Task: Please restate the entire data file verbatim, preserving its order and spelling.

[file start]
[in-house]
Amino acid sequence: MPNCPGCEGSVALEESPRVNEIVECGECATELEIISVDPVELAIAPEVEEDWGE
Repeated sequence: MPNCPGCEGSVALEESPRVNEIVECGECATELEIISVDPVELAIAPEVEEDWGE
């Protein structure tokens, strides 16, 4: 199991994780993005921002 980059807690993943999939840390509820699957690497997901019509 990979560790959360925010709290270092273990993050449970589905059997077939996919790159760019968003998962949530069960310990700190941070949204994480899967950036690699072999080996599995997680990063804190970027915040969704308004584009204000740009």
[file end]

[in-house]
Amino acid sequence: MPNCPGCEGSVALEESPRVNEIVECGECATELEIISVDPVELAIAPEVEEDWGE
Repeated sequence: MPNCPGCEGSVALEESPRVNEIVECGECATELEIISVDPVELAIAPEVEEDWGE
């Protein structure tokens, strides 16, 4: 199991994780993005921002 980059807690993943999939840390509820699957690497997901019509 990979560790959360925010709290270092273990993050449970589905059997077939996919790159760019968003998962949530069960310990700190941070949204994480899967950036690699072999080996599995997680990063804190970027915040969704308004584009204000740009």